Work is still being finalized on the engine combination, but so far, a prototype motor reportedly made 1,211 hp on an engine dyno without the use of nitrous. When the engine program is finished, the truck will be ready to hit the strip on its way to some projected mid-8-second passes.
Outlaw Diesel's Twin-Turbo, Supercharged Cummins Ranger
Outlaw Diesel in Miami may have one of the fastest 4WD street trucks around once this bad boy is done. A twisted idea brought to life, this poor little Ranger didn't know what it was in for once Outlaw got ahold of it.
Photo 8/12   |   1997 Ford Ranger rear View
The truck itself is a '97 Ford Ranger with an '04 front clip and a good ol' 12-valve Cummins shoehorned into it. Did we say shoehorn? Sorry, it took even more than that. If you look closely at the pictures, you'll notice the radical engine setback needed for this project to work. When we asked Felix Aleman, president of Outlaw Diesel, how he did the engine swap, he laughed and said, "With a lot of Sawzall blades."
The truck was originally set up to be a big-tire truck, but Felix was worried people wouldn't identify with a tubbed truck as much as they would a normal-tire-sized vehicle. So a new plan of action was hatched, and the truck was converted to 4WD. The entire frame was first boxed for strength while a custom four-link front and rear suspension was built for the truck. A divorced NP205 transfer case was used along with a built Dana 44 up front and a Ford 8.8-inch in the rear. Both have 3.55 gears and may be up to the task of dragstrip launches because of the Ranger's relatively light 4,500-pound projected weight.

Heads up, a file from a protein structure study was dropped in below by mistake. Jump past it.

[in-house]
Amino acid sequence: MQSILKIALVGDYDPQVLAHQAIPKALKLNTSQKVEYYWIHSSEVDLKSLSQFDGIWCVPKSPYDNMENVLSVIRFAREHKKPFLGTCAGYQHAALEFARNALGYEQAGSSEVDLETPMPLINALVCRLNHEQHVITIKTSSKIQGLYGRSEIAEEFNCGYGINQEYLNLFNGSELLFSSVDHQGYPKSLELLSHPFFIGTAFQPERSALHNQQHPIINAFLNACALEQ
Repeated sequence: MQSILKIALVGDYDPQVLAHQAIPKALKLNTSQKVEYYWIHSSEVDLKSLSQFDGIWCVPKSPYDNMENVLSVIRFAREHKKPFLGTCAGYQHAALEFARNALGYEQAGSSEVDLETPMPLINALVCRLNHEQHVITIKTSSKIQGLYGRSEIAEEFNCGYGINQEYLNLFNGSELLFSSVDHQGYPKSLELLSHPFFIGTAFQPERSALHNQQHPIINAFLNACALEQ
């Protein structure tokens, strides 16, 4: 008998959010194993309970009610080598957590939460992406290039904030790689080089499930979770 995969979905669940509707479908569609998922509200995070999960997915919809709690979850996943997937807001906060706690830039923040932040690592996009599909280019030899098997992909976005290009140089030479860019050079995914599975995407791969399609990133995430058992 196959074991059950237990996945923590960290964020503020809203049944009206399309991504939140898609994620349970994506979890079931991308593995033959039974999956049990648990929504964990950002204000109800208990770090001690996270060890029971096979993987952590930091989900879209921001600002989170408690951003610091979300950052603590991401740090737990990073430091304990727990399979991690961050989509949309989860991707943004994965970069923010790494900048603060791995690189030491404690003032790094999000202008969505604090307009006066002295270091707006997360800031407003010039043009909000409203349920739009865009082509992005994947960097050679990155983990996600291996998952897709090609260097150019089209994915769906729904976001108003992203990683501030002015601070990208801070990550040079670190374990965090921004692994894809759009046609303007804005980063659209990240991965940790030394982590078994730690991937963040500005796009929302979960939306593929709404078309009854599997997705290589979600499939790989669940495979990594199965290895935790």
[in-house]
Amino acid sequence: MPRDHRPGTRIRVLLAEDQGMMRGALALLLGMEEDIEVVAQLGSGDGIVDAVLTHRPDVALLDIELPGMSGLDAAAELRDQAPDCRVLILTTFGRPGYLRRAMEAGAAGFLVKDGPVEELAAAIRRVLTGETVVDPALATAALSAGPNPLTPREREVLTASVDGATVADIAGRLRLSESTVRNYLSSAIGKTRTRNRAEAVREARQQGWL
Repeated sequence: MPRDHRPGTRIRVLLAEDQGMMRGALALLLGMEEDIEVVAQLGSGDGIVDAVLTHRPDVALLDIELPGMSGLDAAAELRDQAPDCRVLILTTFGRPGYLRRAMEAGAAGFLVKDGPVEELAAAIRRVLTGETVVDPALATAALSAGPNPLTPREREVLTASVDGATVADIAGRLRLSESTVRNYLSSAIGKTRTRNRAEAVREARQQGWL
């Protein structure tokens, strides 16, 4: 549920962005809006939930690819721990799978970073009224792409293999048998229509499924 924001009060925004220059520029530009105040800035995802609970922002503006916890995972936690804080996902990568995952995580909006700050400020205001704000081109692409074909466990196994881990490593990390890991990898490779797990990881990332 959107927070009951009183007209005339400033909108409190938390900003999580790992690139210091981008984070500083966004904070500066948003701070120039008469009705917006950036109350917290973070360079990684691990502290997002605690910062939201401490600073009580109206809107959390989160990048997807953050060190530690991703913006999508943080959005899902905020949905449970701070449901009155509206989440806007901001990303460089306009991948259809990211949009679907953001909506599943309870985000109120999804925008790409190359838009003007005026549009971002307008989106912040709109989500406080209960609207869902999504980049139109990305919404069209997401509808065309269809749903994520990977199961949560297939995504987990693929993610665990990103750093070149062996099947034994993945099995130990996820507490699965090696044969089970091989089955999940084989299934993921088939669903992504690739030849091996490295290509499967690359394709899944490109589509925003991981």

The Cummins 12-valve got a Hot cam from Haisley Machine, as well as Stage 3 ported heads. All the machine work was done at Haisley, while the engine was put together by the folks at Outlaw. Custom lower compression 16.5:1 pistons are used, and the block has been girdled for strength. A modified P7100 215 pump is used with Haisley delivery valves and Industrial Injection Dragon Flow injectors.
The induction setup is where things get very interesting. For boost, the engine relies on a unique combination of a Vortech Mondo supercharger blowing into twin HX35 turbochargers on a custom Outlaw Diesel-built header. All this air is then chilled by an air-to-water intercooler and two stages of nitrous oxide. "The blower should help spool up the turbos so there is almost no lag, and with the way the blower is pullied, we should be able to leave the line at near full boost [100 psi]," Felix said. With a projected 1,100-1,300hp level at the crankshaft, this Ranger should be able to spin all four Nitto 555R drag radials on its way to quarter-mile passes in the 9-second range. And, yes, it's street-legal in Florida.
Building something Crazy? You need this
Photo 12/12   |   1997 Ford Ranger adapter
What is it? Well, with many drag trucks using mix-and-match parts that were never designed to work together-much less work in whichever vehicle they may be going into-custom engine and transmission parts are starting to become a reality.
This particular piece is in the possession of TS Performance's Dennis Perry and is an adapter that will mate an Allison transmission to an NV271 transfer case. This means that newer Fords and Dodges will soon be able to take advantage of the Allison's many speeds.
Currently, this adapter is part of a Cummins-powered Ford project, which along with the Allison transmission, will take the Chevy/Dodge/Ford diesel alliance to a whole new level.